Common Questions Employers Ask When Interviewing a Social Worker

By Indeed Editorial Team

Updated 22 November 2022 | Published 27 September 2021

Updated 22 November 2022

Published 27 September 2021

The Indeed Editorial Team comprises a diverse and talented team of writers, researchers and subject matter experts equipped with Indeed's data and insights to deliver useful tips to help guide your career journey.

If you have excellent interpersonal and communication skills, you may enjoy working as a social worker. It can be a rewarding career as you get to help families or individuals in your community. To increase your chances of getting a job as a social worker, it's important to prepare for interviews. In this article, we explore some questions HR managers may ask when interviewing a social worker, provide sample answers and provide a few tips to help you prepare.

Common questions HR managers ask when interviewing a social worker

Here's a list of questions and example answers that can help you succeed in a social worker interview:

1. In your experience, what kind of clients are the most difficult to work with? Why?

A social worker helps a range of clients. Some are easier to work with than others. Employers usually ask this interview question to gauge your ability to handle difficult clients professionally. They also want to know if you can stay calm and handle stress well. To answer this question effectively, be honest and demonstrate empathy.

Example: “I think that it can be challenging to work with clients who have substance challenges. It's also a gratifying experience to help them fight their addiction. I am committed to motivating my clients and finding the best solution to their problems. Substance abusers have a story and I understand that I must figure out what brought them to their low point if I want to help them get better. This involves listening to them, facing emotional situations and trying different ways until it works.”

Related: How To Succeed in a Virtual Interview

2. How do you assess a client's well-being?

As a social worker, you may handle clients who are experiencing physical or emotional challenges, and you may observe and recognise certain signs to keep your clients safe and well. Employers usually ask this question to gauge your technical knowledge, so it's important to mention several specific ways you assess their overall well-being.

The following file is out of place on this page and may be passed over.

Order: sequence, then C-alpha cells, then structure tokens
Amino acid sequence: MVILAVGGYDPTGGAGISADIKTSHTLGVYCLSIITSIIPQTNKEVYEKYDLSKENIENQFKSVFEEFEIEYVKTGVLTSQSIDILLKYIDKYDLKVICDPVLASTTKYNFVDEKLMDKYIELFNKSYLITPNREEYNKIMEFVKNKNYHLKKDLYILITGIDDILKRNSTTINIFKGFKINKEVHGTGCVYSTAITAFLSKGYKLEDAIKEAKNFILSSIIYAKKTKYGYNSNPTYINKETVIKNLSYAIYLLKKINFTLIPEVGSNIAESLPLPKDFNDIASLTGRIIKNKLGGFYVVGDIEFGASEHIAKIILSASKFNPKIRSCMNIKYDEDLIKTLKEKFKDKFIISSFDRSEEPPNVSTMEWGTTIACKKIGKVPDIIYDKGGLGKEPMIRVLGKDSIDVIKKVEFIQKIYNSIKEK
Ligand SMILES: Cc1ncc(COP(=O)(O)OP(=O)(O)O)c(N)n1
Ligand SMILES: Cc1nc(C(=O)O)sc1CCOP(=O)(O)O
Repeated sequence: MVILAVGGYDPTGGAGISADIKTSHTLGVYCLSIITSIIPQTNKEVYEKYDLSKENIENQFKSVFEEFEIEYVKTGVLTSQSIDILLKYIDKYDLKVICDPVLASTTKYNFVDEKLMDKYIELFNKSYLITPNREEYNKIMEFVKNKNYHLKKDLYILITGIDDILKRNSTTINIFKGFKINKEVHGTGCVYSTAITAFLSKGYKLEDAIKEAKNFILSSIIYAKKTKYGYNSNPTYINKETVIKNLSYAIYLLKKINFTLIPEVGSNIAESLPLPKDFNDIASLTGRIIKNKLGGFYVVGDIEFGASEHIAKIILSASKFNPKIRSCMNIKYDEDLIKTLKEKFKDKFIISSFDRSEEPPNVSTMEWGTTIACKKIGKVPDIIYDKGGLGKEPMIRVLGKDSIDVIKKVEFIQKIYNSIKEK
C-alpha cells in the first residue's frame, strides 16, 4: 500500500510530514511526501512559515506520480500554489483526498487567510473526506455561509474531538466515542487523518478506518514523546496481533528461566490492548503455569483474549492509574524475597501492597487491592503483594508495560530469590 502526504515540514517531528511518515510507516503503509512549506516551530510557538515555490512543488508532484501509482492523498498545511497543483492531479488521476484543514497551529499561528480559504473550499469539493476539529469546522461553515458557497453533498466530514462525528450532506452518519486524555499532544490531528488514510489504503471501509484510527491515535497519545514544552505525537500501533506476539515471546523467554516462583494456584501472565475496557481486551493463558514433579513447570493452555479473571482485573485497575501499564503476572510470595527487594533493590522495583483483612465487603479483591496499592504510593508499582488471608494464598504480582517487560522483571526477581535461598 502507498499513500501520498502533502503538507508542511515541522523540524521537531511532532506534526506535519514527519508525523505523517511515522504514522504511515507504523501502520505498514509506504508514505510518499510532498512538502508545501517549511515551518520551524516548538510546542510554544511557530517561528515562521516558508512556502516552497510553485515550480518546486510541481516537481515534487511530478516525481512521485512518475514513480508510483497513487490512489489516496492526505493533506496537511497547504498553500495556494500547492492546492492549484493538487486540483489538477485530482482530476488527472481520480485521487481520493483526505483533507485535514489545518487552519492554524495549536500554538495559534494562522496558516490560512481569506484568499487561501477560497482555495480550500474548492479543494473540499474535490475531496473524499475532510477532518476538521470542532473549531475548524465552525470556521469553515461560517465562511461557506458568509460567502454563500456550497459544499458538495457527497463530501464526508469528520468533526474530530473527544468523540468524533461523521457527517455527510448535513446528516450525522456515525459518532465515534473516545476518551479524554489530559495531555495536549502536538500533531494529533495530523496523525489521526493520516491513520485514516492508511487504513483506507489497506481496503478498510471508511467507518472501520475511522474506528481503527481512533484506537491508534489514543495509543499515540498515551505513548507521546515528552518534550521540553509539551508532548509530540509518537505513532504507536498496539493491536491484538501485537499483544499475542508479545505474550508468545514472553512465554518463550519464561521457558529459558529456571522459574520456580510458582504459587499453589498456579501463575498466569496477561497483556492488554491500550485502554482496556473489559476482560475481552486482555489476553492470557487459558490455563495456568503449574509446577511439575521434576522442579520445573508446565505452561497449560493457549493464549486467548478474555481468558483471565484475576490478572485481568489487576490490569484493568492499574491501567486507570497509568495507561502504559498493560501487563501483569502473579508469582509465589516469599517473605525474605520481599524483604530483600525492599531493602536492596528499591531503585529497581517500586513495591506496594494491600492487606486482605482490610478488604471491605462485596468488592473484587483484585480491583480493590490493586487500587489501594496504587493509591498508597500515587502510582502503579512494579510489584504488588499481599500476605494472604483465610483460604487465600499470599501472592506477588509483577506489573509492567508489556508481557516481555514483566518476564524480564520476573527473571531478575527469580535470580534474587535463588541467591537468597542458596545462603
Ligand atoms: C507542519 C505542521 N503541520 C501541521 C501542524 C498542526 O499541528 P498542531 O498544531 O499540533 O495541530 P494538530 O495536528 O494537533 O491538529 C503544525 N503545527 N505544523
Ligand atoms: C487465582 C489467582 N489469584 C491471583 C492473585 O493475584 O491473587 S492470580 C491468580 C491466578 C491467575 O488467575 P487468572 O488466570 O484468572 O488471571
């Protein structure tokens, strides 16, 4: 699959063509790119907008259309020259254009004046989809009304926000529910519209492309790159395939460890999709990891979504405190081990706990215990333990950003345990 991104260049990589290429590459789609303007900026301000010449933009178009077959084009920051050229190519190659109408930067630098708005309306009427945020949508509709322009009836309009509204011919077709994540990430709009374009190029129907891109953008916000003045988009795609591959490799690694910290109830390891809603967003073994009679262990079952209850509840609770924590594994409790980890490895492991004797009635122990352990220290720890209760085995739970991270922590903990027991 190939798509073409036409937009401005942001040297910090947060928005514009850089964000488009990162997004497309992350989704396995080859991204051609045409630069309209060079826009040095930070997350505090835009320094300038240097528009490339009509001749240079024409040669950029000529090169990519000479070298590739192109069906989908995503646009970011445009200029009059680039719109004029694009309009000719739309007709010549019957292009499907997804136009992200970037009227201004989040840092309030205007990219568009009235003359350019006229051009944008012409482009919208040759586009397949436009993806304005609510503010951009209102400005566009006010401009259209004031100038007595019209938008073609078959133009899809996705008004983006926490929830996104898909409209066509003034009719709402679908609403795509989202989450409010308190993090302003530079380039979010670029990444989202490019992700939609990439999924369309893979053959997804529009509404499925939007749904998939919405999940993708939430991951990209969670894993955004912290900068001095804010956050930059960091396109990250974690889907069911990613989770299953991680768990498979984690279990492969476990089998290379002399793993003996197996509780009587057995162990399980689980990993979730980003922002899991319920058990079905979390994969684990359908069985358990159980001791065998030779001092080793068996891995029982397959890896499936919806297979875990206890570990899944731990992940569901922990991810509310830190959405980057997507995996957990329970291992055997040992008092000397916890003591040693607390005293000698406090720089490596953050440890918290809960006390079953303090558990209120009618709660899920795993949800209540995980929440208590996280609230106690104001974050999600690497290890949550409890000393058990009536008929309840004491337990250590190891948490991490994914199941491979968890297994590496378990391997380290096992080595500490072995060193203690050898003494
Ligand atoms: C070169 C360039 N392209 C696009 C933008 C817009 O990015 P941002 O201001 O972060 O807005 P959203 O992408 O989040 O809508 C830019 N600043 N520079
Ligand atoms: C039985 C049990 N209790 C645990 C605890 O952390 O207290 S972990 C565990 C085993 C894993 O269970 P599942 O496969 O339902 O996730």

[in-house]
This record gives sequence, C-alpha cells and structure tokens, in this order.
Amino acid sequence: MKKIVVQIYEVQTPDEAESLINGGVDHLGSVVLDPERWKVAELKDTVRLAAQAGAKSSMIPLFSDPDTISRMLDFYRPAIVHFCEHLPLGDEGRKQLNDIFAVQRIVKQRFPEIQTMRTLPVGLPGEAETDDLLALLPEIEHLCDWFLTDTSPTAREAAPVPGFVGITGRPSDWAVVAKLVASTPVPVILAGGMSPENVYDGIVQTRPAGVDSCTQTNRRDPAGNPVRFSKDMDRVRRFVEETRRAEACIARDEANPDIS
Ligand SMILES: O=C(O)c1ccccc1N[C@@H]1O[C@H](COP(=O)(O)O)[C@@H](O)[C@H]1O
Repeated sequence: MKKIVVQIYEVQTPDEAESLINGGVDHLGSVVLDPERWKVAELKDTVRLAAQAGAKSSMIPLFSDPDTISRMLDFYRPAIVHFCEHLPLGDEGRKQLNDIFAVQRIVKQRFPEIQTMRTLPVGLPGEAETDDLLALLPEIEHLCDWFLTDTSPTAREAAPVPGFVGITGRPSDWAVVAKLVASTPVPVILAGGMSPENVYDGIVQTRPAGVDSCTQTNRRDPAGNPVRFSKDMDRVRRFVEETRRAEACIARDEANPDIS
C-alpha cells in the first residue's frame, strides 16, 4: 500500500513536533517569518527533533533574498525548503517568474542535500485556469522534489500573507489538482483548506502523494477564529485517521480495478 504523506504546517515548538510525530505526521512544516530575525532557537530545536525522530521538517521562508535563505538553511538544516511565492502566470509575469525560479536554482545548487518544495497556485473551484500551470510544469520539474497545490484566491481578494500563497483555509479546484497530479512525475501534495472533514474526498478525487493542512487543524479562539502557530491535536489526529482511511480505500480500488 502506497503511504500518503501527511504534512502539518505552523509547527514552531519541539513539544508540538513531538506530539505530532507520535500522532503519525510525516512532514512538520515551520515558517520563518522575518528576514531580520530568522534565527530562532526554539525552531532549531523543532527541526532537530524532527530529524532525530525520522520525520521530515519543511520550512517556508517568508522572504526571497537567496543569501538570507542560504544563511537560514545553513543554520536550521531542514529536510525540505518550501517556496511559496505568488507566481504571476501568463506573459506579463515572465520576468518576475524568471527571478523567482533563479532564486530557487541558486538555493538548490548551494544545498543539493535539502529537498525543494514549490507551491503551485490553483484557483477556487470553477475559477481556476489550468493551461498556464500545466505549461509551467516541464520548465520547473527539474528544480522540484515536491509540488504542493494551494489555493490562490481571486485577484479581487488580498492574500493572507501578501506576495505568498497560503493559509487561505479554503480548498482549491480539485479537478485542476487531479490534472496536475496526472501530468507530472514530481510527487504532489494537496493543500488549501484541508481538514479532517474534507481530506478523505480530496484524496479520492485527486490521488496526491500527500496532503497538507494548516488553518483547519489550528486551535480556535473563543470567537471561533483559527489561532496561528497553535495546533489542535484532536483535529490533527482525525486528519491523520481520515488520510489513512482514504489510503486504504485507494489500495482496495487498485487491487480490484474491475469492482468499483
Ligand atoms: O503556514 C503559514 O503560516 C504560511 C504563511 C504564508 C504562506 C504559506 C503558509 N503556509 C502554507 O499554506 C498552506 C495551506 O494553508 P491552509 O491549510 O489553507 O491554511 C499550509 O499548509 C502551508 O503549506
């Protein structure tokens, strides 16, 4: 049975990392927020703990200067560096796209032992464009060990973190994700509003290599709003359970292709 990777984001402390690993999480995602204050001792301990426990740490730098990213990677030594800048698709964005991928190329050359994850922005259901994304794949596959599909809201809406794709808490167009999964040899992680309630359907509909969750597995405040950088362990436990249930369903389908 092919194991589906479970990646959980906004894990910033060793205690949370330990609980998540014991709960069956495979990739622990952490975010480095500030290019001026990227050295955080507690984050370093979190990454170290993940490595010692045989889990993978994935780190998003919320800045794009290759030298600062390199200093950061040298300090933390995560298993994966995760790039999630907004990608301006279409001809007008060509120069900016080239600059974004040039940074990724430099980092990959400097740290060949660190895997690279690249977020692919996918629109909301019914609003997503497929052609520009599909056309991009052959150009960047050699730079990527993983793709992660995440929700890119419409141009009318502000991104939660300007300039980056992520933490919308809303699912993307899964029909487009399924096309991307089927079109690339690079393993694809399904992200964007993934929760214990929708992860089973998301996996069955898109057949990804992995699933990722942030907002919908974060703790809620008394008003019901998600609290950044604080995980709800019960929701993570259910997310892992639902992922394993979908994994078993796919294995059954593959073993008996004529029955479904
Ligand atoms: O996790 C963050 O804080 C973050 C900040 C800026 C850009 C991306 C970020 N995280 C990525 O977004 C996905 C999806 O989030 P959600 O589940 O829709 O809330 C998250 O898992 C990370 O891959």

Example: "To assess a client's well-being, I first observe their appearance looking for anything unusual. Recognising emotional challenges is a little hard, especially with new clients, but I look for changes in their behaviour, such as social withdrawal or agitation. I establish a trusting rapport with all my clients and encourage them to share anything going on in their life, so some of them are comfortable sharing information about their lives. If they share something critical, I escalate the problem to my manager or the authorities when necessary."

3. Are you willing to visit clients in their houses?

The hiring manager asks this question to determine if you're prepared for this challenging situation. Make sure your answer to this question is "yes," as some home visits are an important part of a social worker's job. Let the hiring manager know that you're prepared and confident about performing this duty.

Example: "Yes, I am mentally prepared to visit clients in their homes. I know that these situations can be risky or emotionally difficult, but I am confident enough to do it. It's the best way to get to know the clients' real situation and provide them with the help they need. Moreover, I am not easily stressed and I can keep calm whenever a situation becomes complicated."

Related: Email Examples: How To Respond to an Employer Interview Request

4. If a client becomes aggressive towards you, what would you do?

An aggressive client might be rare, but employers ask this interview question to gauge your ability to resolve conflict professionally. It's important to respond rationally and logically to these types of situations, so emphasise your soft skills in your response. Speak about any clients positively and express empathy to demonstrate your ability to manage angry clients.

Example: "When a client gets aggressive, I stay calm and ask them to explain why they're upset. I listen actively to what they're saying and ask a few questions to show them that I am listening and care a lot about what they say. I stay seated when having a conversation with them and I try to speak calmly to decrease their agitation."

5. Do you have a client who disagreed with your treatment plan? What did you do?